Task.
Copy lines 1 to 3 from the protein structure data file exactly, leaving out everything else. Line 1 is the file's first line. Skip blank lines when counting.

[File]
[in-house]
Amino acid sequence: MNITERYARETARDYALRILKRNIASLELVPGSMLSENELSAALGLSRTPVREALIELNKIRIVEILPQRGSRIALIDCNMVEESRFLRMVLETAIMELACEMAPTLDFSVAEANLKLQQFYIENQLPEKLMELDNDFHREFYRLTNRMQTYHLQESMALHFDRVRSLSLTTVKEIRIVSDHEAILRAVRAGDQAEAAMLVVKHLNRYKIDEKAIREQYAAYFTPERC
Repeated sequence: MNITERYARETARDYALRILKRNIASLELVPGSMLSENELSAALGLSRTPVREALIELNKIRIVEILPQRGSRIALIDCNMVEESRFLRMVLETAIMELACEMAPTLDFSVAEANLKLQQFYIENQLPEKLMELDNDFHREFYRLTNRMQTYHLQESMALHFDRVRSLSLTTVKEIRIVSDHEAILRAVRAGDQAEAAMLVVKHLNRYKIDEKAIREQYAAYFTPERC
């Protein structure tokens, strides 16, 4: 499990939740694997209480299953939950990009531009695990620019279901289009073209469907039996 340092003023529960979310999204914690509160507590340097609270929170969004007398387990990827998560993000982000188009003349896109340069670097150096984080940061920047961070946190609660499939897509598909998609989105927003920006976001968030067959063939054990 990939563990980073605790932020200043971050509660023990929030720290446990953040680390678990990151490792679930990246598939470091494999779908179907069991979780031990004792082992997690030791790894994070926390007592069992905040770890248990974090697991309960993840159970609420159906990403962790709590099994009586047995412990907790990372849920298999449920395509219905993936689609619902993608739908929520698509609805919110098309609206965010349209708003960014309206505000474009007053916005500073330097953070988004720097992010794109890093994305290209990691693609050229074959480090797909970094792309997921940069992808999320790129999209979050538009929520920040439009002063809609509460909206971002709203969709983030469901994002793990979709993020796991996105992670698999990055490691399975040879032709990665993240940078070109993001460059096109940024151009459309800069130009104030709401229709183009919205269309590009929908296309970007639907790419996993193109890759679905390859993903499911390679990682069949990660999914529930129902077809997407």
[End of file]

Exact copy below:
[in-house]
Amino acid sequence: MNITERYARETARDYALRILKRNIASLELVPGSMLSENELSAALGLSRTPVREALIELNKIRIVEILPQRGSRIALIDCNMVEESRFLRMVLETAIMELACEMAPTLDFSVAEANLKLQQFYIENQLPEKLMELDNDFHREFYRLTNRMQTYHLQESMALHFDRVRSLSLTTVKEIRIVSDHEAILRAVRAGDQAEAAMLVVKHLNRYKIDEKAIREQYAAYFTPERC
Repeated sequence: MNITERYARETARDYALRILKRNIASLELVPGSMLSENELSAALGLSRTPVREALIELNKIRIVEILPQRGSRIALIDCNMVEESRFLRMVLETAIMELACEMAPTLDFSVAEANLKLQQFYIENQLPEKLMELDNDFHREFYRLTNRMQTYHLQESMALHFDRVRSLSLTTVKEIRIVSDHEAILRAVRAGDQAEAAMLVVKHLNRYKIDEKAIREQYAAYFTPERC